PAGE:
Scott Neuman

Scott Neuman works as a Digital News writer and editor, handling breaking news and feature stories for NPR.org. Occasionally he can be heard on-air reporting on stories for Newscasts and has done several radio features since he joined NPR in April 2007, as an editor on the Continuous News Desk.

Neuman brings to NPR years of experience as an editor and reporter at a variety of news organizations and based all over the world. For three years in Bangkok, Thailand, he served as an Associated Press Asia-Pacific desk editor. From 2000-2004, Neuman worked as a Hong Kong-based Asia editor and correspondent for The Wall Street Journal. He spent the previous two years as the international desk editor at the AP, while living in New York.

As the United Press International's New Delhi-based correspondent and bureau chief, Neuman covered South Asia from 1995-1997. He worked for two years before that as a freelance radio reporter in India, filing stories for NPR, PRI and the Canadian Broadcasting System. In 1991, Neuman was a reporter at NPR Member station WILL in Champaign-Urbana, IL. He started his career working for two years as the operations director and classical music host at NPR member station WNIU/WNIJ in DeKalb/Rockford, IL.

Reporting from Pakistan immediately following the September 11, 2001 attacks, Neuman was part of the team that earned the Pulitzer Prize awarded to The Wall Street Journal for overall coverage of 9/11 and the aftermath. Neuman shared in several awards won by AP for coverage of the December 2004 Asian tsunami.

A graduate from Purdue University, Neuman earned a Bachelor's degree in communications and electronic journalism.

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7:27am

Mon September 10, 2012
The Two-Way

Government To Sell Controlling Interest In Bailed-Out AIG

Originally published on Mon September 10, 2012 7:59 am

Remember the dark days of 2008 when insurer American International Group Inc., better known as AIG, nearly collapsed under the weight of the mortgage crisis before Washington rode to the rescue to the tune of $182 billion?

Then there was the public outrage when AIG executives got millions in bonuses after receiving the largest of all of the Wall Street bailouts.

Since then, the New York-based insurance giant has been essentially a government-owned enterprise, with Uncle Sam holding a controlling share.

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6:30am

Mon September 10, 2012
The Two-Way

Chicago Teachers On Strike, Affecting 350,000 Students

Originally published on Mon September 10, 2012 2:58 pm

Members of the Chicago Teachers Union distribute strike signage at the Chicago Teachers Union strike headquarters on Saturday, Sept. 8, 2012 in Chicago.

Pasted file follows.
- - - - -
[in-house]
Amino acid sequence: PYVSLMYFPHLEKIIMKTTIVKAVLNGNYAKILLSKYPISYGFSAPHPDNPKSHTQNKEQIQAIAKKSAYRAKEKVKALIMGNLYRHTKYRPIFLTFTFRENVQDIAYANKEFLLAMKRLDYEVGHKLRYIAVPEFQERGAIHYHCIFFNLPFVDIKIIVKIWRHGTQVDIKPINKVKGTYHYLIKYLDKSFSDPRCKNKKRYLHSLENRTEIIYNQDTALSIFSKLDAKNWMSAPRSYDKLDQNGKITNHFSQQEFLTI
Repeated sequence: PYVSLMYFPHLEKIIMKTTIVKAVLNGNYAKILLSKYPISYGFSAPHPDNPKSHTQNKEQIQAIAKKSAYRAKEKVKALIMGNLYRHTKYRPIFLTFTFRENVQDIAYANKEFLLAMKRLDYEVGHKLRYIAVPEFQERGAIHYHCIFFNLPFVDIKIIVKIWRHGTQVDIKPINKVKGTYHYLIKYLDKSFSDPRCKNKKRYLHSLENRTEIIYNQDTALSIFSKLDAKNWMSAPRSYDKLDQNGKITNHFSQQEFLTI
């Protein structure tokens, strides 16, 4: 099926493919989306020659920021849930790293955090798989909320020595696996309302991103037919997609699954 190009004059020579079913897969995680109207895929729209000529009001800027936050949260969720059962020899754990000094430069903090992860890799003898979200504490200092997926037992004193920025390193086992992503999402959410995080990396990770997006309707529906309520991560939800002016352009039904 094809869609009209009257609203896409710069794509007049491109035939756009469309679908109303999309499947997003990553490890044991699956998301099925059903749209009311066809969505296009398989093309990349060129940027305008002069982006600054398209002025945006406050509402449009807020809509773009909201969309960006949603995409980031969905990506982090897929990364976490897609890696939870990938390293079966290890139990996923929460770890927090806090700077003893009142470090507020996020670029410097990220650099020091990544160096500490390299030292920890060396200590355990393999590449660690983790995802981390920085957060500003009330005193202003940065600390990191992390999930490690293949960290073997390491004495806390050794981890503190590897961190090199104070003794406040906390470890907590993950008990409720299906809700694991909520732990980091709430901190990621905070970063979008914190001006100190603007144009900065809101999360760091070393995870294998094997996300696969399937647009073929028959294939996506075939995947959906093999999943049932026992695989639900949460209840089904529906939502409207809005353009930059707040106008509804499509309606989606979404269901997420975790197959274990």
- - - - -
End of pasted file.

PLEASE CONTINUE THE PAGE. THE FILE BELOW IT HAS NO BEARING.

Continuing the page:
Sitthixay Ditthavong AP

Teachers in Chicago walked off the job Monday after contract negotiations fell through, leaving 400,000 students in the nation's third-largest district shut out of their classrooms.

Contract talks broke down late last night, and by Monday morning Chicago public school teachers, many wearing red T-shirts and carrying signs, were picketing around the city for the first time in a quarter-century.

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12:12pm

Fri September 7, 2012
It's All Politics

Deflating Jobs Report May Not Move The Needle On The Election

Originally published on Fri September 7, 2012 12:52 pm

President Obama spoke at a campaign event at Strawbery Banke Museum in Portsmouth, N.H., on Friday.
Pablo Martinez Monsivais AP

It wasn't what President Obama was hoping for: another disappointing jobs report the morning after he accepted the Democratic nomination and asked Americans to stay the course.

The U.S. economy added just 96,000 jobs last month, according to the Labor Department, and a drop in the unemployment rate to 8.1 percent was mostly due to people giving up on job searches.

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11:33am

Thu August 30, 2012
It's All Politics

Federal Court Rules Against Texas Voter ID Law

Originally published on Thu August 30, 2012 12:21 pm

A federal court has rejected a Texas law that would have required voters to show a photo ID before allowing them to cast a ballot, saying the measure would effectively discriminate against racial minorities and the poor.

A three-judge panel of the U.S. District Court in Washington, D.C., said the Texas law — passed by the state's Republican-dominated Legislature in 2011 but not yet enacted — "imposes strict, unforgiving burdens on the poor, and racial minorities in Texas."

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4:42am

Wed August 29, 2012
The Two-Way

Floods, Power Outages In Isaac's Wake

Originally published on Wed August 29, 2012 10:04 pm

Rescue workers transport residents trapped by rising water from Hurricane Isaac in the River Forest subdivision on Wednesday in LaPlace, Louisiana. The large Level 1 hurricane slowly moved across southeast Louisiana, dumping huge amounts of rain and knocking out power across the Gulf Coast.
Chris Graythen Getty Images

The Latest at 10:20 p.m. ET. More Than 650,000 Power Outages In La.

That tidbit emerged in a letter from gov. Bobby Jindal to President Obama in which he requested expedited major disaster declaration for the state as a result of damage caused by Isaac.

Here's more from the letter:

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